I remember an incredible amount of details regarding grandma’s second and last bout with breast cancer.  The topic of “cancer” was so taboo that, in fact, no one in the family was allowed to even mutter the word around my grandmother because in her mind, cancer was a punishment from God and something to be ashamed of.  I have no idea where she got that from.  I vividly remember my grandma hanging up the phone onLaurieMaternalGrandma mom the first time my mom dared to say “cancer”, I remember seeing her pitch black & blue chest from the radiation treatments as I pretended to look away, and I remember grandma saying goodbye to me the day before she died but thinking I was someone else (as she was hallucinating from her brain metastases).  I also remember that, around the same time my grandma died, my mom’s second cousin (who was her grade-school buddy) passed away from breast cancer at age 40, leaving behind 6 children.  Around the very same time, my mom had a suspicious mass detected in one of her breasts and had to have it surgically removed.  It was benign, thank goodness, but I remember her raw fear and worry and how she locked herself in the bathroom to cry.  I went through those very same emotions in 2007, when I had a very firm pea-sized breast lump detected during the first trimester of my first pregnancy, which was benign but caused me great angst given my family history.  I was devastated, fully expecting it to be cancer as I endured lots of waiting.

10881919_sTo date, my family history of cancer includes not only breast cancer, but also the rare uterine MMMT/carcinosarcoma that took my mom, acute myeloid leukemia (AML) that took my maternal grandfather, and colon cancer.  Despite my efforts to stay fit and in good health, I have a really good chance of being diagnosed with cancer in my lifetime, more so than the 1 in 3 odds for women in general.  I’ve been tested for genetic mutations in BRCA1/2 (breast cancer genes that, when mutated, increase the risk of not only breast cancer but also many other cancers) and had none detected, but I would still bet that my breast cancer odds are higher than the often cited 1 in 8.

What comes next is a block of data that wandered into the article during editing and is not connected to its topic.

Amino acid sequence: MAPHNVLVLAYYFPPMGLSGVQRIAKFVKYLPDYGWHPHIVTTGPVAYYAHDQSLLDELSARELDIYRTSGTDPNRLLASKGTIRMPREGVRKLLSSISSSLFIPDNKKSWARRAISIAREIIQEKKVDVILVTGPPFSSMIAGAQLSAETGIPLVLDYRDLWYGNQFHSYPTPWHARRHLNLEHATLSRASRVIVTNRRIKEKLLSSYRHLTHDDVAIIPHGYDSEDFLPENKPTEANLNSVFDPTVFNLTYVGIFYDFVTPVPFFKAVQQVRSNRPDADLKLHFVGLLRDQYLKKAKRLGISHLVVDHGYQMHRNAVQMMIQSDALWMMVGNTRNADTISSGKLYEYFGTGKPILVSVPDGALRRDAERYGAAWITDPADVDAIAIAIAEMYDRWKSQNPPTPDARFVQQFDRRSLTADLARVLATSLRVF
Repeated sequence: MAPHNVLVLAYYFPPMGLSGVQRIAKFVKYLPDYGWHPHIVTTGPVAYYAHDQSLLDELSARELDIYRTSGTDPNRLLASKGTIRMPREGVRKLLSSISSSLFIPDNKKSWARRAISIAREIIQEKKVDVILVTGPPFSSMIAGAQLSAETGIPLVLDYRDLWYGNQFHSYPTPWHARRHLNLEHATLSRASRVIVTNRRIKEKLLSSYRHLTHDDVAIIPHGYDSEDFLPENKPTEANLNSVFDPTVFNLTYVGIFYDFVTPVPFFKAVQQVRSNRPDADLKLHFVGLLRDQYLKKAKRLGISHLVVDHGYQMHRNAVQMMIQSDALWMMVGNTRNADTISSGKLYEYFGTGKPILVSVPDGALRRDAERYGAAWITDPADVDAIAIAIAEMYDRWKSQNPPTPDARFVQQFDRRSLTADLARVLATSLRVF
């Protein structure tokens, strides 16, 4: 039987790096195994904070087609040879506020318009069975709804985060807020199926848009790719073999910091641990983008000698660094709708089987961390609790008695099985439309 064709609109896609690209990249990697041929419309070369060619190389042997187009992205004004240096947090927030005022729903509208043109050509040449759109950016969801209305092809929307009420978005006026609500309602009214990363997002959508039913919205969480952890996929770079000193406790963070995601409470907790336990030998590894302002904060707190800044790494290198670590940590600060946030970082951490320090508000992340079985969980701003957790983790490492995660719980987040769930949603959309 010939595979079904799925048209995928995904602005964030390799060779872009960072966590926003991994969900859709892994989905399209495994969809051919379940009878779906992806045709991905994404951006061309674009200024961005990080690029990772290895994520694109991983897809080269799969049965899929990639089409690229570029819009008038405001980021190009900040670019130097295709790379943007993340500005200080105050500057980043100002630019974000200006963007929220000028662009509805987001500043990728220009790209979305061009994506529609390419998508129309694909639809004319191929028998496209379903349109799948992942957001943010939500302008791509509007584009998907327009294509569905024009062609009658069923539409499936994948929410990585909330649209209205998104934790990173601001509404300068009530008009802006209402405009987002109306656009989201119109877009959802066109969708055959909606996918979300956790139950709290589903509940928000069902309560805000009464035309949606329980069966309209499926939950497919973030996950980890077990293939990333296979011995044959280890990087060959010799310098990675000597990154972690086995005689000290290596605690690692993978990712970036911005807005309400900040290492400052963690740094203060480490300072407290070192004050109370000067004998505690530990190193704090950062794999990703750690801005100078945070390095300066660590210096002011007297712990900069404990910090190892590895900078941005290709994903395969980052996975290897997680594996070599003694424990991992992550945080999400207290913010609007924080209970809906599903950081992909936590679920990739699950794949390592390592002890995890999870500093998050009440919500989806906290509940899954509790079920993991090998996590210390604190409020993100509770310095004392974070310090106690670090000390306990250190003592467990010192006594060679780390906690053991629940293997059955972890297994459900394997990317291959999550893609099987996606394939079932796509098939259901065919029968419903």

So here I am, it is September 2013 and I’m alive and well.  I have a history of adult familyseptpink members dying from breast cancer but have 2 healthy daughters, and I am rejecting pink to go GOLD and asking others to join me?  YEP, that’s right!  In my eyes, heart, and mind, pediatric cancer research should be a higher priority than adult cancer research.  Seriously, how can I possibly be more worried about adult cancers, even those that have taken my own family members, when there are (1) children who have not and will not even make it out of childhood and (2) children who may be lucky enough to survive cancer yet are more likely than not to be left with permanent physical and/or emotional scars and disabilities.  Knowing everything that I know about cancer, I would in a heartbeat take any kind of adult cancer—no matter how nasty and aggressive the disease and treatment—over any cancer diagnosis and any chemotherapy for either of my daughters, future grandchildren whom I hopefully will meet someday, future great-grandchildren whom I will never meet, and so on.